Ernest Hemingway

New track on loop

Smerz – No Harm (2017)

Digging in the crates

Ultramagnetic MC’s – Poppa Large (1992)

Thanks for reading. Have a great weekend!
Wells Baum (@bombtune)

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Letters to a Young Scientist

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“Make it a practice to indulge in fantasy about science. Make it more than just an occasional exercise. Daydream a lot. Make talking to yourself silently a relaxing pastime. Give lectures to yourself about important topics you need to understand. Talk with others of like mind. By their dreams you shall know them…The ideal scientist thinks like a poet and only later works as a bookkeeper. Keep in mind that innovators in both literature and science are basically dreamers and storytellers.

Letters to a Young Scientist by Edward O. Wilson; 2013

Tech is ‘the cigarette of this century’

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Photo by Ludovic Toinel

Technology undermines human willpower by stealing our attention and supercharging information distribution. We are stuck in a gif loop of variable rewards while bombarded with trivial “breaking” news.

We can’t escape the ‘hypnotic effect’ of digital stimuli because it’s got us hooked. We are stuck in destabilizing habits that resist self-regulation. Like lemmings, we keep coming back for more. Writes Nir Eyal:

“Ubiquitous access to the web, transferring greater amounts of personal data at faster speeds than ever before, has created a more potentially addictive world. According to famed Silicon Valley investor Paul Graham, we haven’t had time to develop societal “antibodies to addictive new things.” Graham places responsibility on the user: “Unless we want to be canaries in the coal mine of each new addiction— the people whose sad example becomes a lesson to future generations— we’ll have to figure out for ourselves what to avoid and how.”


Profiting from all distraction are companies that offer free services in exchange for advertising. Facebook, Google, et al. have turned their users’ eyeballs into lab experiments for clicks where humans get lost in a zoo of status updates and amplification. We show zero restraint to our technology vices, what professor Ian Bogost calls the ‘cigarette of this century.’

How do humans push back against addictive technology?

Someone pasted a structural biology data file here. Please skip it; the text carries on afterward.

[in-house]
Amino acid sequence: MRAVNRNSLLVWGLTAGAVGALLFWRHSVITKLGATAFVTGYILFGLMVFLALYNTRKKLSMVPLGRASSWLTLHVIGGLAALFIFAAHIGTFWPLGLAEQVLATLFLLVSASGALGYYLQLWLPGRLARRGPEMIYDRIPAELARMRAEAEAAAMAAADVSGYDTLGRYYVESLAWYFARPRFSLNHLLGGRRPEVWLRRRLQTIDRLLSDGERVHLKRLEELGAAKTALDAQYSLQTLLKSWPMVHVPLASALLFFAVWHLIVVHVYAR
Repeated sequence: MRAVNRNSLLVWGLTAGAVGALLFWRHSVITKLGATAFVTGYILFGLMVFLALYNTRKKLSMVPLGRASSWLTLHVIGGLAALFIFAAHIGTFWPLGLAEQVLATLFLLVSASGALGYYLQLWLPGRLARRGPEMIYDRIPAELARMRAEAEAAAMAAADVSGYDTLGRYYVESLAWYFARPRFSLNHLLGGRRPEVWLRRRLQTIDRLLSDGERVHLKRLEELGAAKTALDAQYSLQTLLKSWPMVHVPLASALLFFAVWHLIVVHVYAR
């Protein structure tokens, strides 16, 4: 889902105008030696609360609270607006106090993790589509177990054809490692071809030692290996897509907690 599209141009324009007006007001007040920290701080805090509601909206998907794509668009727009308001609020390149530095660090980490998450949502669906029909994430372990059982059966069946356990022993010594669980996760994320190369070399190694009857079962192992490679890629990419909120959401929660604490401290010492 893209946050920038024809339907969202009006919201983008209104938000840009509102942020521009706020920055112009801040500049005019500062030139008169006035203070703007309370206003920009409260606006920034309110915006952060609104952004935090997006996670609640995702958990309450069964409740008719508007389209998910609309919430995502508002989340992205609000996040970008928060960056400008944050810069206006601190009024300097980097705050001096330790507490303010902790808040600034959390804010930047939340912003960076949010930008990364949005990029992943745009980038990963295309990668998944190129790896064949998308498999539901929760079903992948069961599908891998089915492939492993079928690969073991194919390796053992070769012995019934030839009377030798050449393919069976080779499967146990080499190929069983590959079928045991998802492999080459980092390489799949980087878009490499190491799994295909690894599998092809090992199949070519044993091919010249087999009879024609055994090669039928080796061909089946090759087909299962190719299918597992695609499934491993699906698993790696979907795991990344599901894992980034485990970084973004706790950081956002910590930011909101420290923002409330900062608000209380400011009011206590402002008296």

Computers intend to make our lives better, what Steve Jobs called, “bicycles for the mind.” What he didn’t foresee is the rapidity of change. Even radio and tv took time to evolve. What we’re experiencing now in the internet-era is hyper-speed beyond human comprehension.

The infinity symbol “∞”

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Some people are better thinking in symbols rather than words. For French inventor Philipe Starck, that symbol was “∞” for infinity, designed by English mathematician John Wallis in 1655:

For me, it is the most intelligent piece of graphic design in the world. To say something in a complicated way is very easy. But to find a way to say it simply – that takes a lot of work.

The infinity symbol is a paradox: it solidifies a number in absolute terms to illustrate something that never ends. As Starch puts it, infinity “is about the fight we have with ourselves to try to understand more and more.”

Infinity is too impossible to count. The simple representation provides both a temporary relief and impetus for a more in-depth understanding of something that goes beyond comprehension.

Making precedes meaning

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gif by Wells Baum

We can only construct with the tools at our disposal. Before cameras, artists painted pictures of the world. However, it wasn’t necessary to paint with exactitude; like writing, images were fabricated in the mind’s eye before putting color to the canvas, ink to the paper.

We never know what we’ll get until we put it down first: making precedes meaning. First, we do something and then we interpret its significance.

Conversely, the digital world is all about identifying objects for us. SnapChat, Google, and Apple use artificial intelligence to tell you what’s in our pictures, providing a shortcut to meaning. They are our third and fourth eye. Vision exceeds a one-way street.

But there are no absolutes. Consciousness manufactures data. It is our responsibility to convert the external world through our various lenses, reality and irreality. We make what you see. To quote Hemingway, “All the symbolism that people say is shit. What goes beyond is what you see beyond when you know.”